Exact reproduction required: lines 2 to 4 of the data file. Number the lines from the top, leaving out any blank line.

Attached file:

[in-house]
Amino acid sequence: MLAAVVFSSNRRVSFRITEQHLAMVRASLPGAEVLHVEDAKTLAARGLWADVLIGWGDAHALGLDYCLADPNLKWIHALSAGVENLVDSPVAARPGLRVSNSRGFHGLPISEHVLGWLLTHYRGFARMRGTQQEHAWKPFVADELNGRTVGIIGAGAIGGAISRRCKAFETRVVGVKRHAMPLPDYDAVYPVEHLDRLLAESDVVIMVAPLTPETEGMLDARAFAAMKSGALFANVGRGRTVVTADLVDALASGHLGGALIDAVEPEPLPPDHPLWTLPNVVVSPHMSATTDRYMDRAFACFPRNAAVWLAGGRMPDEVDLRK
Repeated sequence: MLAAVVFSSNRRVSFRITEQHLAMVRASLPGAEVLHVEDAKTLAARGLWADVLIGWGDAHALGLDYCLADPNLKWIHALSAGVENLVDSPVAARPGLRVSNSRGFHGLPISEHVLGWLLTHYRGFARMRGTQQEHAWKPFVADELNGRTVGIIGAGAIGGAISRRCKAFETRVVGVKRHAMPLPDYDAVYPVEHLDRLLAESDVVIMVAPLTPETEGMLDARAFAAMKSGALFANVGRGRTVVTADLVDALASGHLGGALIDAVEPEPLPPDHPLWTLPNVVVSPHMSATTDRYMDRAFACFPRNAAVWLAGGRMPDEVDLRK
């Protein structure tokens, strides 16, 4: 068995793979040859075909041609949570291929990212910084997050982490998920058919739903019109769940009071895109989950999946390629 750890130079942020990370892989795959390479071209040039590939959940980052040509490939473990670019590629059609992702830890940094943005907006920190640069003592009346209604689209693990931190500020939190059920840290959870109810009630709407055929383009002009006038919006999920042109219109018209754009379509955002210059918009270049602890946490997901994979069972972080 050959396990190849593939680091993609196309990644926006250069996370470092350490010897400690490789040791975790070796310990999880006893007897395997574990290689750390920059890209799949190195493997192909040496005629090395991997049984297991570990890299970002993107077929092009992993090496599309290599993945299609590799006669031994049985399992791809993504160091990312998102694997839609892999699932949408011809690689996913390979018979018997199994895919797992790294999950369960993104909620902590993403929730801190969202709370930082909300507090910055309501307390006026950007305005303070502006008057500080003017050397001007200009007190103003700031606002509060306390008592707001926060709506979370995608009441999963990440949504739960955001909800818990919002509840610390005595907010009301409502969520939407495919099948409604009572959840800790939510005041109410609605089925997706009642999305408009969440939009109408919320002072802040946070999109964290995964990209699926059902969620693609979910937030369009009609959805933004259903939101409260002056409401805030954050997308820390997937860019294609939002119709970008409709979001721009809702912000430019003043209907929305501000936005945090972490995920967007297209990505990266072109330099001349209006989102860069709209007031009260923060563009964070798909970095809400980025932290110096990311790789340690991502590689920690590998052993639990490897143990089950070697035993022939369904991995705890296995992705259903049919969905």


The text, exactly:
Amino acid sequence: MLAAVVFSSNRRVSFRITEQHLAMVRASLPGAEVLHVEDAKTLAARGLWADVLIGWGDAHALGLDYCLADPNLKWIHALSAGVENLVDSPVAARPGLRVSNSRGFHGLPISEHVLGWLLTHYRGFARMRGTQQEHAWKPFVADELNGRTVGIIGAGAIGGAISRRCKAFETRVVGVKRHAMPLPDYDAVYPVEHLDRLLAESDVVIMVAPLTPETEGMLDARAFAAMKSGALFANVGRGRTVVTADLVDALASGHLGGALIDAVEPEPLPPDHPLWTLPNVVVSPHMSATTDRYMDRAFACFPRNAAVWLAGGRMPDEVDLRK
Repeated sequence: MLAAVVFSSNRRVSFRITEQHLAMVRASLPGAEVLHVEDAKTLAARGLWADVLIGWGDAHALGLDYCLADPNLKWIHALSAGVENLVDSPVAARPGLRVSNSRGFHGLPISEHVLGWLLTHYRGFARMRGTQQEHAWKPFVADELNGRTVGIIGAGAIGGAISRRCKAFETRVVGVKRHAMPLPDYDAVYPVEHLDRLLAESDVVIMVAPLTPETEGMLDARAFAAMKSGALFANVGRGRTVVTADLVDALASGHLGGALIDAVEPEPLPPDHPLWTLPNVVVSPHMSATTDRYMDRAFACFPRNAAVWLAGGRMPDEVDLRK
């Protein structure tokens, strides 16, 4: 068995793979040859075909041609949570291929990212910084997050982490998920058919739903019109769940009071895109989950999946390629 750890130079942020990370892989795959390479071209040039590939959940980052040509490939473990670019590629059609992702830890940094943005907006920190640069003592009346209604689209693990931190500020939190059920840290959870109810009630709407055929383009002009006038919006999920042109219109018209754009379509955002210059918009270049602890946490997901994979069972972080 050959396990190849593939680091993609196309990644926006250069996370470092350490010897400690490789040791975790070796310990999880006893007897395997574990290689750390920059890209799949190195493997192909040496005629090395991997049984297991570990890299970002993107077929092009992993090496599309290599993945299609590799006669031994049985399992791809993504160091990312998102694997839609892999699932949408011809690689996913390979018979018997199994895919797992790294999950369960993104909620902590993403929730801190969202709370930082909300507090910055309501307390006026950007305005303070502006008057500080003017050397001007200009007190103003700031606002509060306390008592707001926060709506979370995608009441999963990440949504739960955001909800818990919002509840610390005595907010009301409502969520939407495919099948409604009572959840800790939510005041109410609605089925997706009642999305408009969440939009109408919320002072802040946070999109964290995964990209699926059902969620693609979910937030369009009609959805933004259903939101409260002056409401805030954050997308820390997937860019294609939002119709970008409709979001721009809702912000430019003043209907929305501000936005945090972490995920967007297209990505990266072109330099001349209006989102860069709209007031009260923060563009964070798909970095809400980025932290110096990311790789340690991502590689920690590998052993639990490897143990089950070697035993022939369904991995705890296995992705259903049919969905």